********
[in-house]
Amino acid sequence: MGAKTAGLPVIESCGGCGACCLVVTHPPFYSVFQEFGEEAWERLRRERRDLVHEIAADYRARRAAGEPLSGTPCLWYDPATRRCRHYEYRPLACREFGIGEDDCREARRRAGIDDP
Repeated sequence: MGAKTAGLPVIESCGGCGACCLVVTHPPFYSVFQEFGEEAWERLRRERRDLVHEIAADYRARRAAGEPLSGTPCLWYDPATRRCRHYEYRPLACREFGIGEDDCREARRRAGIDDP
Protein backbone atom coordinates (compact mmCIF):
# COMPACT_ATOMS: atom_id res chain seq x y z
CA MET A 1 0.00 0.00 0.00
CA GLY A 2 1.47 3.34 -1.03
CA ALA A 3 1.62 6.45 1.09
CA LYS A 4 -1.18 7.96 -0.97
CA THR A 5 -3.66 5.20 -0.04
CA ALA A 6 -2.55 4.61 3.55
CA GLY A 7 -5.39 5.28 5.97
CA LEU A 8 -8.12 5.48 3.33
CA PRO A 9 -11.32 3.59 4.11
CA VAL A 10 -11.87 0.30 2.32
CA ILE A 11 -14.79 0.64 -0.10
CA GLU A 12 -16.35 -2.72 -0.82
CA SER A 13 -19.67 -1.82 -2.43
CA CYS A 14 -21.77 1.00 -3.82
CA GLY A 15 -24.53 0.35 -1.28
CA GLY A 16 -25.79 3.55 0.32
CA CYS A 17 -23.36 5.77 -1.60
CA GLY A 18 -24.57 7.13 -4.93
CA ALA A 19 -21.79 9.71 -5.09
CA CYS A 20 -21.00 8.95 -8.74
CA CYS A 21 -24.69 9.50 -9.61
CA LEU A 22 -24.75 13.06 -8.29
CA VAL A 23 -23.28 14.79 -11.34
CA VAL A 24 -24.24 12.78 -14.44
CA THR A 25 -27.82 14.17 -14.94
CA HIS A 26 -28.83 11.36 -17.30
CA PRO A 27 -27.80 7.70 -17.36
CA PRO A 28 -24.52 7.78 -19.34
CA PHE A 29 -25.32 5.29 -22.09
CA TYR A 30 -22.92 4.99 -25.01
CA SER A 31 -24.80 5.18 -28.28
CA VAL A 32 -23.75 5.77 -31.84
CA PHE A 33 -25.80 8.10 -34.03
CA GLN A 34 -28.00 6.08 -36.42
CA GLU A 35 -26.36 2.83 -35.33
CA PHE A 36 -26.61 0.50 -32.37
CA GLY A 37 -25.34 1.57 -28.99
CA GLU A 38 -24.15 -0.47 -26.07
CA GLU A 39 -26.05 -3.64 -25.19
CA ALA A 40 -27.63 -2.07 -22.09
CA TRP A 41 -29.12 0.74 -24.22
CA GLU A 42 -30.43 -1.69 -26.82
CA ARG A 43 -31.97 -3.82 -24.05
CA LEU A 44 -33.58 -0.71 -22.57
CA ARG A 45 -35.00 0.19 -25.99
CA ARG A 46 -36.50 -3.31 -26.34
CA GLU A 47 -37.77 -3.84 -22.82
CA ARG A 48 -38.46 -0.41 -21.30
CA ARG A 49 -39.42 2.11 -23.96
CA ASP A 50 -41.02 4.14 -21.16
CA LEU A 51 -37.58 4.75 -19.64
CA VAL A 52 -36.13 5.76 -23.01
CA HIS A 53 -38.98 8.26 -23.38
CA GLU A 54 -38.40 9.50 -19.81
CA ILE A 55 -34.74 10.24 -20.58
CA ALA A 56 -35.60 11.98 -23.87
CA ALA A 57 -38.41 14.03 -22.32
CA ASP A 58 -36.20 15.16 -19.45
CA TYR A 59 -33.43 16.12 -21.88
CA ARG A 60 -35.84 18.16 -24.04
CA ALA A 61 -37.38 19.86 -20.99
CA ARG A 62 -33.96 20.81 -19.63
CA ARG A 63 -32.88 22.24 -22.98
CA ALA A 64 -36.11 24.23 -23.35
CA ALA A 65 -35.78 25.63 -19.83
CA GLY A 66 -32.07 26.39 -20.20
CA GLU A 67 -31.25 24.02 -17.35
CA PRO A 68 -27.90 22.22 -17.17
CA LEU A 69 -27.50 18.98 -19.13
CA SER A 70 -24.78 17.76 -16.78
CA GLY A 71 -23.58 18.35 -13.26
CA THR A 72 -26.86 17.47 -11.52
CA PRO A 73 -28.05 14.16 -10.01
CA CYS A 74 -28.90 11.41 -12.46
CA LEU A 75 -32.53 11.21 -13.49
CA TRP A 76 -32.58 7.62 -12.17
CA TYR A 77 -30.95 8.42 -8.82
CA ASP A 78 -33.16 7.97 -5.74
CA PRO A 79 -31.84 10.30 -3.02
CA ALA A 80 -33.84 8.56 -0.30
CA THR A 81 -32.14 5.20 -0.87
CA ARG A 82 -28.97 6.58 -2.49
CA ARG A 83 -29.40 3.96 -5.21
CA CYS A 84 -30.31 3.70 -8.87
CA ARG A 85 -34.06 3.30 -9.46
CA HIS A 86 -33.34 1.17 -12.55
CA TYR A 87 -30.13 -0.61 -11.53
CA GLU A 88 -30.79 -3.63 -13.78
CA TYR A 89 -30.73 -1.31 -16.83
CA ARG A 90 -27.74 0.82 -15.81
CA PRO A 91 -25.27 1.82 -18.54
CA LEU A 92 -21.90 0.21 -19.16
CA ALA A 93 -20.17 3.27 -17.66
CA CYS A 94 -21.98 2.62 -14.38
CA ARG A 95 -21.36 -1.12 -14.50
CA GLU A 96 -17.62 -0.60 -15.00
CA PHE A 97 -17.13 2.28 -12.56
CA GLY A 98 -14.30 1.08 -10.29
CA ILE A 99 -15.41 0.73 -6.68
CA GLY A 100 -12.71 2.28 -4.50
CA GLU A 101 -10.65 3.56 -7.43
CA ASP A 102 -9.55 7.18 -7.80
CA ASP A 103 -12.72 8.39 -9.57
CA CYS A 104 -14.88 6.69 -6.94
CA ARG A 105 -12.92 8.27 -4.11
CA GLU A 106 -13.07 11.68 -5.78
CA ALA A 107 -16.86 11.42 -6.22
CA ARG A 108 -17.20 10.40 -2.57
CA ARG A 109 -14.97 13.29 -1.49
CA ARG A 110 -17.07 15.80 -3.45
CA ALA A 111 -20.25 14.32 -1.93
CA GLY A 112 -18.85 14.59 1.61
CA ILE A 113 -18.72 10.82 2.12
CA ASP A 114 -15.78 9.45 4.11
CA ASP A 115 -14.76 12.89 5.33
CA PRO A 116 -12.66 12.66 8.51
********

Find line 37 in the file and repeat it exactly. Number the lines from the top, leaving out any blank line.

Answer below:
CA VAL A 32 -23.75 5.77 -31.84